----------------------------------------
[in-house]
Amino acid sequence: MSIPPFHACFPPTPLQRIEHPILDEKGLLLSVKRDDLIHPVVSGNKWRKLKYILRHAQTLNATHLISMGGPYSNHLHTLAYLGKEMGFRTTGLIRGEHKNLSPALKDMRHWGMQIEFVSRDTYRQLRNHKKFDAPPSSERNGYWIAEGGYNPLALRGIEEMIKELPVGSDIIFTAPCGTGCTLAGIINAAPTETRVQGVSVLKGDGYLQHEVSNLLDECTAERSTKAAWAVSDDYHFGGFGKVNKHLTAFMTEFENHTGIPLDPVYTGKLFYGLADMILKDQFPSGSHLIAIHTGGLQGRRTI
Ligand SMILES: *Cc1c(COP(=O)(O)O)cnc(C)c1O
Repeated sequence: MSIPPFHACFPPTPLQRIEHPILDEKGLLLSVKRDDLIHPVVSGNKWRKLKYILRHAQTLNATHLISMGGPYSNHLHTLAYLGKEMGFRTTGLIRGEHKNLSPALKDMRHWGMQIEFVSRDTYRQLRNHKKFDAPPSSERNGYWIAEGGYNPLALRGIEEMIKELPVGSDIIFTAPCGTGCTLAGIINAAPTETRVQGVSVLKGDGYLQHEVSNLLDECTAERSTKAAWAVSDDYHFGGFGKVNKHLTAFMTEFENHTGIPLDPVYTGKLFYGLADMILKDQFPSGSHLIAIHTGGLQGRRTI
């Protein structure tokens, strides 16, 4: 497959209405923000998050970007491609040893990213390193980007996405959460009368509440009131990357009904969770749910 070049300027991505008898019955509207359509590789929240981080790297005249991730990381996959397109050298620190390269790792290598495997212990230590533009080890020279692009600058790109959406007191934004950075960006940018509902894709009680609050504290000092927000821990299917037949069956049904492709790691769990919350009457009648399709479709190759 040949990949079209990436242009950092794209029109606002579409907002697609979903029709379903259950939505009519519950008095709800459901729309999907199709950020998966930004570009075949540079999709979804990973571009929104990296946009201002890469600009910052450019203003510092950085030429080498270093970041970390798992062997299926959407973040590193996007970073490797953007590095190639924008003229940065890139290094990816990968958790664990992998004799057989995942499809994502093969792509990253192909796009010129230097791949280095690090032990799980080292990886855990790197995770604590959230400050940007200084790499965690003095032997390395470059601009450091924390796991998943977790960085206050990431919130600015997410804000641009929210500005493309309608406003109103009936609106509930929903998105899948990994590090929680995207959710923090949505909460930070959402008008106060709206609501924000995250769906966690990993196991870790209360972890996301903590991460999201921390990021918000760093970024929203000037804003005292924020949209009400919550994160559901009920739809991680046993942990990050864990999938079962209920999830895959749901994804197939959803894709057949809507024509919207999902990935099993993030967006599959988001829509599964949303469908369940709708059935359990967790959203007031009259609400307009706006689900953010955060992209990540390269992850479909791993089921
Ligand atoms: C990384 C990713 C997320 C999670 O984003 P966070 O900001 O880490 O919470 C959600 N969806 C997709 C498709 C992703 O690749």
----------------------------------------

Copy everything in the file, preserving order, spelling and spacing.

[in-house]
Amino acid sequence: MSIPPFHACFPPTPLQRIEHPILDEKGLLLSVKRDDLIHPVVSGNKWRKLKYILRHAQTLNATHLISMGGPYSNHLHTLAYLGKEMGFRTTGLIRGEHKNLSPALKDMRHWGMQIEFVSRDTYRQLRNHKKFDAPPSSERNGYWIAEGGYNPLALRGIEEMIKELPVGSDIIFTAPCGTGCTLAGIINAAPTETRVQGVSVLKGDGYLQHEVSNLLDECTAERSTKAAWAVSDDYHFGGFGKVNKHLTAFMTEFENHTGIPLDPVYTGKLFYGLADMILKDQFPSGSHLIAIHTGGLQGRRTI
Ligand SMILES: *Cc1c(COP(=O)(O)O)cnc(C)c1O
Repeated sequence: MSIPPFHACFPPTPLQRIEHPILDEKGLLLSVKRDDLIHPVVSGNKWRKLKYILRHAQTLNATHLISMGGPYSNHLHTLAYLGKEMGFRTTGLIRGEHKNLSPALKDMRHWGMQIEFVSRDTYRQLRNHKKFDAPPSSERNGYWIAEGGYNPLALRGIEEMIKELPVGSDIIFTAPCGTGCTLAGIINAAPTETRVQGVSVLKGDGYLQHEVSNLLDECTAERSTKAAWAVSDDYHFGGFGKVNKHLTAFMTEFENHTGIPLDPVYTGKLFYGLADMILKDQFPSGSHLIAIHTGGLQGRRTI
């Protein structure tokens, strides 16, 4: 497959209405923000998050970007491609040893990213390193980007996405959460009368509440009131990357009904969770749910 070049300027991505008898019955509207359509590789929240981080790297005249991730990381996959397109050298620190390269790792290598495997212990230590533009080890020279692009600058790109959406007191934004950075960006940018509902894709009680609050504290000092927000821990299917037949069956049904492709790691769990919350009457009648399709479709190759 040949990949079209990436242009950092794209029109606002579409907002697609979903029709379903259950939505009519519950008095709800459901729309999907199709950020998966930004570009075949540079999709979804990973571009929104990296946009201002890469600009910052450019203003510092950085030429080498270093970041970390798992062997299926959407973040590193996007970073490797953007590095190639924008003229940065890139290094990816990968958790664990992998004799057989995942499809994502093969792509990253192909796009010129230097791949280095690090032990799980080292990886855990790197995770604590959230400050940007200084790499965690003095032997390395470059601009450091924390796991998943977790960085206050990431919130600015997410804000641009929210500005493309309608406003109103009936609106509930929903998105899948990994590090929680995207959710923090949505909460930070959402008008106060709206609501924000995250769906966690990993196991870790209360972890996301903590991460999201921390990021918000760093970024929203000037804003005292924020949209009400919550994160559901009920739809991680046993942990990050864990999938079962209920999830895959749901994804197939959803894709057949809507024509919207999902990935099993993030967006599959988001829509599964949303469908369940709708059935359990967790959203007031009259609400307009706006689900953010955060992209990540390269992850479909791993089921
Ligand atoms: C990384 C990713 C997320 C999670 O984003 P966070 O900001 O880490 O919470 C959600 N969806 C997709 C498709 C992703 O690749």